In the most brilliant performance of a young child actress I have ever seen Quvenzhane Wallis stole the show with her portrayal of “Hushpuppy”. This film covers some emotional territory related to the trials and tribulations of living in the remote and mostly forgotten outskirts of southern Louisiana. Hushpuppy and her father Wink live in derelict trailers patched with a menagerie of found wood and spare parts. They travel around in the back of an old pickup truck converted into a boat. Hushpuppy has a life most would find unimaginable and unlivable but knowing nothing else her blissful ignorance shines forth in her strength that she unknowingly possesses. Her independence is intertwined with her dichotomous need for her father’s presence. Wallis’ portrayal of Hushpuppy was both playful at times and tear jerking. The resilience of the folks who eek out their living on the fringes of society is captured in a voyeurs perspective of the impoverished but hardy residents of the constantly challenged Louisiana coastal parishes.
As the first film I have seen here at Sundance, I am excited at the potential this crop of films possesses. Last year we had a slew of amazing films one after another. This year I can expect nothing less if not more if “Beasts of the Southern Wild” is any indication of the quality of films that are awaiting the public.
Last but not least I would like to give my icon of the day award to the courageous and talented Quvenzhane Wallis who received a standing ovation on stage after the conclusion of the film. Here she is relaxing after receiving her accolades for her performance.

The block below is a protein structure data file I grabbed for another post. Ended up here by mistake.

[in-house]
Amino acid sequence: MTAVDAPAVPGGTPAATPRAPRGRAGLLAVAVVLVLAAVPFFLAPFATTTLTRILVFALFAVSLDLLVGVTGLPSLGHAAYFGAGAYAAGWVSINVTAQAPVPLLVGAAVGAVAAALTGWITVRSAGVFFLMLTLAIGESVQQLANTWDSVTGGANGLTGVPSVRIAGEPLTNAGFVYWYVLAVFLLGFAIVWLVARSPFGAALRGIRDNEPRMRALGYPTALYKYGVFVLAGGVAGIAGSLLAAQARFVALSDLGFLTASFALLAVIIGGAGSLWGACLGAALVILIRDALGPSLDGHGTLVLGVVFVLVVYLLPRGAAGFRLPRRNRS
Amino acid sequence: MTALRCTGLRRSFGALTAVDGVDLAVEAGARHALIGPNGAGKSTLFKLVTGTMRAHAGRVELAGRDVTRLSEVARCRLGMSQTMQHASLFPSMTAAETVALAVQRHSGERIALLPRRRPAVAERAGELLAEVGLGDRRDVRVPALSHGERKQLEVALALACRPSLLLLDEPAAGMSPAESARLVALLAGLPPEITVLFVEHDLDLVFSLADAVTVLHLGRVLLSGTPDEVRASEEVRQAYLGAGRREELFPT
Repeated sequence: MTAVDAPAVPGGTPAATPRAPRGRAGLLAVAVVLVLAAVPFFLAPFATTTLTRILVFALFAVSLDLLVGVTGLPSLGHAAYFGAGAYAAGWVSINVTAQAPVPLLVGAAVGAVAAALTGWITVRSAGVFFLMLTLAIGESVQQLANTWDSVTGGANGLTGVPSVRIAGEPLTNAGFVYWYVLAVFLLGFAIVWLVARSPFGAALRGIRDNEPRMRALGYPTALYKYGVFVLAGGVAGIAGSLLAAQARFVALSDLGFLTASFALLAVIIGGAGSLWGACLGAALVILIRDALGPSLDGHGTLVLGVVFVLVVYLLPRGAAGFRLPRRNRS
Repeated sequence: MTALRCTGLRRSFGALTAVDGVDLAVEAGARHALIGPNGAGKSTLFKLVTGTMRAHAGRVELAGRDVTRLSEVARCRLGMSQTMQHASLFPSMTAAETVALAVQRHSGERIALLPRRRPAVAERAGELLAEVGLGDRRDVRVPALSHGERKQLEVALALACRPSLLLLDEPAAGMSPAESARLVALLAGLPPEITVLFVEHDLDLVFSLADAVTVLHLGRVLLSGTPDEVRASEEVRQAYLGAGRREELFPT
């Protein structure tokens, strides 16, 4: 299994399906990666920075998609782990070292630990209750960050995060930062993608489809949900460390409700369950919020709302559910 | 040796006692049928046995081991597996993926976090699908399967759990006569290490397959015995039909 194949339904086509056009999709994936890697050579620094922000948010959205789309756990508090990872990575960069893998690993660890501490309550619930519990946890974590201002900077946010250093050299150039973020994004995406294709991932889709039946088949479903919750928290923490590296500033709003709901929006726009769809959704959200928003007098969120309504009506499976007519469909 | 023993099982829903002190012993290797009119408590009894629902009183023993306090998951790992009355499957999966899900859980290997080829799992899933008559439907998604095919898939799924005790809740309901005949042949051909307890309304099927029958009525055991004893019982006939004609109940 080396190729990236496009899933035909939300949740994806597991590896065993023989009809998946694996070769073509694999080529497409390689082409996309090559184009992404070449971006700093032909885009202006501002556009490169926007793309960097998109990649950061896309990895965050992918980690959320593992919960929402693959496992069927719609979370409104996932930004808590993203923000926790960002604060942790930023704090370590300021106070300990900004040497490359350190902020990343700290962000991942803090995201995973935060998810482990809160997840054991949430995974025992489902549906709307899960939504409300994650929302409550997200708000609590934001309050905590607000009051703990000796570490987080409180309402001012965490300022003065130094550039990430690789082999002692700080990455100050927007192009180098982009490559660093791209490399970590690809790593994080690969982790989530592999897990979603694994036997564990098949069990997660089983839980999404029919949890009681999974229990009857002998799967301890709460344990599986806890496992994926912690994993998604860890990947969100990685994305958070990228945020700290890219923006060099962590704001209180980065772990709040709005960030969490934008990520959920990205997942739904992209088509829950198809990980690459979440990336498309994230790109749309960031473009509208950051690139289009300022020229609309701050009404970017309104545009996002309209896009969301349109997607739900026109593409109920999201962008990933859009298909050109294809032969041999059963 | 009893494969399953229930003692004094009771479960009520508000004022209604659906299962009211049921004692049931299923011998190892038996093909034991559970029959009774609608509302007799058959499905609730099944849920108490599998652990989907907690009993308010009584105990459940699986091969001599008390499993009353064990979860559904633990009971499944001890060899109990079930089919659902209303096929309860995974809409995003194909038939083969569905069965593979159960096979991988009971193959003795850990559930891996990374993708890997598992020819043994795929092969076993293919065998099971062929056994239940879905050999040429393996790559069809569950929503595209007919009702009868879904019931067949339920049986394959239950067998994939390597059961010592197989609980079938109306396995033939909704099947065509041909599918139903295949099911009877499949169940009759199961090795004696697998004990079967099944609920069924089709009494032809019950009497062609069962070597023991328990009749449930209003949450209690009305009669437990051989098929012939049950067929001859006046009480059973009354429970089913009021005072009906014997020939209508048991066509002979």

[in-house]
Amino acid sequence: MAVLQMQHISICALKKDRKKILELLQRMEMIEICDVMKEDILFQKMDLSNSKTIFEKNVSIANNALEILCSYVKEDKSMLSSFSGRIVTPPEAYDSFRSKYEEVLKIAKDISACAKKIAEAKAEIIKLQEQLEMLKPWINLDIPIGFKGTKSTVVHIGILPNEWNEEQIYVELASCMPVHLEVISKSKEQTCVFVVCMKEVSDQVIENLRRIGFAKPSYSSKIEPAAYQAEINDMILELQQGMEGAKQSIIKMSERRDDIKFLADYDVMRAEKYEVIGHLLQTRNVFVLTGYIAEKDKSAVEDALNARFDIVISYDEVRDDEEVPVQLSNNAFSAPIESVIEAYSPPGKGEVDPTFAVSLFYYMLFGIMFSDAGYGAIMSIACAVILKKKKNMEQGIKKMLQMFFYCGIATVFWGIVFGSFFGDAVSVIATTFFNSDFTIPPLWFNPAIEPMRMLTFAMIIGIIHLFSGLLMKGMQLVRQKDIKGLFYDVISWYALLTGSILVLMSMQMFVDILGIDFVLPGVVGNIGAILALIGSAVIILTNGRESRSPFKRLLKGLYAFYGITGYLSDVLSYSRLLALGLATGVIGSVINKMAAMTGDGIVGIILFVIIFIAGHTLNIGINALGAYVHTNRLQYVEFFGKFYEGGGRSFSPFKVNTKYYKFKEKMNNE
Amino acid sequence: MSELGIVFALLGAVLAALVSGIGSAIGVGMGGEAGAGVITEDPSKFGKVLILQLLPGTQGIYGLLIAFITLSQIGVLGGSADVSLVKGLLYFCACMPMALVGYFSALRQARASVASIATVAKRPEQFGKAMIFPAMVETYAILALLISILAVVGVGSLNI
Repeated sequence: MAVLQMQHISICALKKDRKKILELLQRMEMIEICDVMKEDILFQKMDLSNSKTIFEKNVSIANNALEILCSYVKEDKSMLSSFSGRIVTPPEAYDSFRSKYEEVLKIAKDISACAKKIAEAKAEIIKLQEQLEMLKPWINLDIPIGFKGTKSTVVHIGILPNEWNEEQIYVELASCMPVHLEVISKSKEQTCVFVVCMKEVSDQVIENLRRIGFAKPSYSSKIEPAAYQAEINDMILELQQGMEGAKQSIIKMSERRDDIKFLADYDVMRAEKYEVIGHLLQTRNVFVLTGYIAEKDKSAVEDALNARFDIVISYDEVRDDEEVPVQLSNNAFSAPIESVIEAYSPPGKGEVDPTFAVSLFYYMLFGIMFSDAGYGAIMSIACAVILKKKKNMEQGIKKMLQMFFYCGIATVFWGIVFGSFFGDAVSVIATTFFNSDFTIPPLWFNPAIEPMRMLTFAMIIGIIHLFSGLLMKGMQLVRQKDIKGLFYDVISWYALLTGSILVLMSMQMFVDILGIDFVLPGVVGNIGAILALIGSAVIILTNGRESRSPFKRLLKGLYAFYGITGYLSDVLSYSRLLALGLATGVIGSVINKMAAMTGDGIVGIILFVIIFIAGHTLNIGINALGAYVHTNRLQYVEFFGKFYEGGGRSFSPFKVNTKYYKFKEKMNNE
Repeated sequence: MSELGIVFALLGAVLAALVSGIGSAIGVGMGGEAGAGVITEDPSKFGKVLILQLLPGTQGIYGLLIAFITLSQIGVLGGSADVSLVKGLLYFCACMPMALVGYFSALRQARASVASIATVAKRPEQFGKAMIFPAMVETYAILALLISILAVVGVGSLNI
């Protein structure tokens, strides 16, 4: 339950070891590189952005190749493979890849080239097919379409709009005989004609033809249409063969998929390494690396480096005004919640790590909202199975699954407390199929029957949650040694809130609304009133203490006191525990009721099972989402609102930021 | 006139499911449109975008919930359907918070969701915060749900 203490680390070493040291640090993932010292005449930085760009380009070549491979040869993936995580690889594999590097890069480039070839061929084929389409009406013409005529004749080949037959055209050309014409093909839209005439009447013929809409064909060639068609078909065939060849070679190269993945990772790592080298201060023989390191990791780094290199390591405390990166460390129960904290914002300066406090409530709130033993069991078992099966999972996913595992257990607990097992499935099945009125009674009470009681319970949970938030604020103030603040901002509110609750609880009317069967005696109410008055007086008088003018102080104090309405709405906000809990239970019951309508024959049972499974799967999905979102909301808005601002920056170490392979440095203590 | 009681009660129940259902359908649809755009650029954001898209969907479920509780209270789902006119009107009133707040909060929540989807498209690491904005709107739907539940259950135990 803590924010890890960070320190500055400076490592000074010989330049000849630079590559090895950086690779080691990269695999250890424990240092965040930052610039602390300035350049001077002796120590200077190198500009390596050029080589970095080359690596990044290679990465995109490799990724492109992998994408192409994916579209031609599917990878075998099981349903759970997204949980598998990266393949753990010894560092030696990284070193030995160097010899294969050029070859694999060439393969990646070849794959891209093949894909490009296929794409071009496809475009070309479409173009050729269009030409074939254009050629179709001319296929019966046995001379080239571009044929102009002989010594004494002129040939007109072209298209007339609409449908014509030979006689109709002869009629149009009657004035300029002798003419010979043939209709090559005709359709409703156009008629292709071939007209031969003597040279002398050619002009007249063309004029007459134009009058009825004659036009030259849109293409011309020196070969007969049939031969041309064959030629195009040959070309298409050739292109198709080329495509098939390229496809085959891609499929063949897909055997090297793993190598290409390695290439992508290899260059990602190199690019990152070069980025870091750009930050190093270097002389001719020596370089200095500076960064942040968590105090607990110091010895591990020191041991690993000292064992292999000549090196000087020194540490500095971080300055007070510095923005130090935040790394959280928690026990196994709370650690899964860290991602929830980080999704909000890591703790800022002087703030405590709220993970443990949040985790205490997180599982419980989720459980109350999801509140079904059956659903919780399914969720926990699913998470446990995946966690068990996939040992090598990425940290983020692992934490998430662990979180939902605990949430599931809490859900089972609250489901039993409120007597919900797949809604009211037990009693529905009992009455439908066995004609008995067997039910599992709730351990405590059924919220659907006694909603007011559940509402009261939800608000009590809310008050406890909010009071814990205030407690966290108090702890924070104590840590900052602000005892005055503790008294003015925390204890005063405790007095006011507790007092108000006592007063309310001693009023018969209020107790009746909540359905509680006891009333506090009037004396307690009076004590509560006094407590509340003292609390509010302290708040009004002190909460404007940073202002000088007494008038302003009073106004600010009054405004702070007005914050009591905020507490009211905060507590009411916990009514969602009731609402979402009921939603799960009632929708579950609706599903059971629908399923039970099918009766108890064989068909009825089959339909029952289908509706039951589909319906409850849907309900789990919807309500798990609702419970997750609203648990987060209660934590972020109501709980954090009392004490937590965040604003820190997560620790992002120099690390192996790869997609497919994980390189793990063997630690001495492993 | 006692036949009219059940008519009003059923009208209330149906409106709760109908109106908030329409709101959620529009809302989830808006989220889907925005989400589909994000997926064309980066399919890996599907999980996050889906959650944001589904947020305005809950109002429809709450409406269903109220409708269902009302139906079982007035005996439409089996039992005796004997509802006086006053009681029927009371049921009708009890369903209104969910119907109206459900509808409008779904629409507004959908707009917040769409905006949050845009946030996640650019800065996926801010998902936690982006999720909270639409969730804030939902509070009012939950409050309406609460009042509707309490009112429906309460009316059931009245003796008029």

Waiting in line for the first of many films to be seen.
Prospector Square volunteer screening of “Beasts of the Southern Wild”
There are a plethora of art galleries to be seen on Main Street and in Park City. One caught my eye as it will many others.
This wonderful space houses some of the most beautiful landscape photography you can find. Similar to Peter Lik but with his own stylistic touch. There is a bonus visiting this gallery as well. Downstairs is the original HAL 9000. Hurry up and take a peak before HAL tries to destroy the world again!
Egyptian Team C (midnight squad) rocks Sundance socks. Here’s some of them at Java Cow grubbin’. Java Cow is definitely the spot.
The volunteer party for Sundance was held in the same location at the mountain ski resort but seemed much more crowded this year. Highlights included Stella and Grey Goose flowing freely (though the wait to get some took some patience) and some great free food including some vegetarian options (thanks for thinking of us non meat-eaters). Here are some photo highlights.
Here’s proof I am actually here.
My first daily icon of the day goes to my former associate at Yarrow, Carson Knuth. I first spotted this cat busting out mad dance grooves at the volunteer party last year. Carson brings back his 6’4″ frame to this years party and rocked it out to the fine tunes of DJ Bentley. Here’s a video of him in action.
Carson Knuth Dance Moves
So I have checked in to my Sundance sponsored housing. It is far better than I was expecting. We have a living room kitchen and two bathrooms for 3 people. It is cozy and a splendid surprise. Thanks again Sundance Institute for treating your volunteers so well! Now the photos.
The master bedroom. (Andy is a lucky guy!)
This is that lucky guy.
The kitchen is big but empty. We shall take care of that tomorrow with a trip to Fresh Market (old Albertsons)
Our amazing living room with real fireplace.
And last but not least the war room aka the dining room.